New study reveals alarming number of British firms have been held to ransom by hackers
The hacker scourge is becoming more of a problem for British companies, according to a new study.
The ESET study, which was carried out at Infosecurity Europe in June 2015, revealed that UK firms are nowadays commonly held hostage by hackers.
The study found that over a third of UK companies have either personally been held to ransom by hackers, or know someone that has had their networks infected by ransomware.
Another concerning detail from the study is that 84 percent of the 200 security professional respondents believe their company would be seriously damaged if it was ever infected by ransomware.
“Ransomware is one of the most frightening types of malware due to its destructive power,” said Mark James, security specialist at ESET. “The results from our study are very concerning as it seems that IT security professionals still do not understand how to properly deal with ransomware.”
“With all ransomware infections the biggest problem we face is the decision on how we deal with the attack,” said James. “Our options are limited to either paying the ransom, which is definitely not recommended, or we can restore from backup, however depending on how often you back up your files, this can mean losing a lot of data.”
Ransomware is a particularly nasty piece of malware. Once a PC or smartphone is infected, the unfortunate victim is contacted by the blackmailer or hacker responsible. The criminals will often demand money in order to unlock the victim’s device. Some ransomware variants also encrypt their victims’ data.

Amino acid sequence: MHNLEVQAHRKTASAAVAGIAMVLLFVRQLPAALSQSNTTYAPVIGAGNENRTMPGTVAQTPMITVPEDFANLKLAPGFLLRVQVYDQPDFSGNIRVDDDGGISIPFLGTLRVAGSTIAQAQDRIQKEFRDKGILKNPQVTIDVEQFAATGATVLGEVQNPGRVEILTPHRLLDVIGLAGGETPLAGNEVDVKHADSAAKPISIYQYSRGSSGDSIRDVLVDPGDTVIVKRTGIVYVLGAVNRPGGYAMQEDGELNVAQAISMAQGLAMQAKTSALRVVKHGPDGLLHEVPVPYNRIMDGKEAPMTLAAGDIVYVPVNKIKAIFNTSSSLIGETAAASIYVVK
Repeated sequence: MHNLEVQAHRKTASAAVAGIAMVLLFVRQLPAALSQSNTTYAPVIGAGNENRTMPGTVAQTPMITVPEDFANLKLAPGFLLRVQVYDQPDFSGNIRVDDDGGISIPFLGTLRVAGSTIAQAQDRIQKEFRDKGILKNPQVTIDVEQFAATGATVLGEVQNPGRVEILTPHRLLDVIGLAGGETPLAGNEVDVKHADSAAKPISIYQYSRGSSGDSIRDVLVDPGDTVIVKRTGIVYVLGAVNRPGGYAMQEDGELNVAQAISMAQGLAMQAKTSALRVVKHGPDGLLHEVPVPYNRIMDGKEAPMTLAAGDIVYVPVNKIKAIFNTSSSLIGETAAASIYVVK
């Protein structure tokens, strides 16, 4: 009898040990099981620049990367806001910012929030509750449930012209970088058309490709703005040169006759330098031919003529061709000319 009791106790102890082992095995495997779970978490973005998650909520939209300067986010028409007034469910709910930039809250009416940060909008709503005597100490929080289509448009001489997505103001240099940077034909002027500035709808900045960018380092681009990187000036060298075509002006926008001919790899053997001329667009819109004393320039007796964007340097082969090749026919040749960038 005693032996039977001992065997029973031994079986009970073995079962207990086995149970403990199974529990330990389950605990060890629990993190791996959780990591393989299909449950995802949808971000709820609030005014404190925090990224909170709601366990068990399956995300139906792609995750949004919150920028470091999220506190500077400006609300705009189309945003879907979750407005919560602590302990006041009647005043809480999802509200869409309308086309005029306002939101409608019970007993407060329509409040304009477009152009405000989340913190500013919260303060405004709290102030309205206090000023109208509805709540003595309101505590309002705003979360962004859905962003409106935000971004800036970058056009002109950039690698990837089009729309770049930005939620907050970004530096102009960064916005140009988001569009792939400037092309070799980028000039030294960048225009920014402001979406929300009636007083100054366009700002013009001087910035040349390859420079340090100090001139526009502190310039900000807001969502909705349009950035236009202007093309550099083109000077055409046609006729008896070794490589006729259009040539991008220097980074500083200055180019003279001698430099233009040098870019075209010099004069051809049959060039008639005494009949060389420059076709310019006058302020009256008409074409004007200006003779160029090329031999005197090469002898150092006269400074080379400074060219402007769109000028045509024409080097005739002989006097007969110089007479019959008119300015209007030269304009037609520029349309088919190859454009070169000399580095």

“If you do manage to get yourself infected and all your files are encrypted then you only have one option, you have to restore from backup,” said James. “With the massive amount of backup solutions available these days it really is very inexpensive to do and frequent backups can literally save your business. Any company that pays the ransom is funding criminals, and as long as hackers find ransomware to be profitable, the more effort they will put into building even more sophisticated variants, which will get harder and harder to remove.”
Earlier this month, a security researcher at Check Point was successfully able to barter with a Russian hacker responsible for the ‘Troldesh’ ransomware. She eventually managed to halve the initial fee demanded for the decryption of her computer
Ransomware is an ongoing problem for the security industry and end users around the world.
Last month, Symantec revealed ransomware themed around the TV show ‘Breaking Bad’. That malware affected computers across Australia, and encrypted images, videos, documents, and more on the compromised computer. It demanded up to AU$1,000 (£510 / $791) to decrypt those files.
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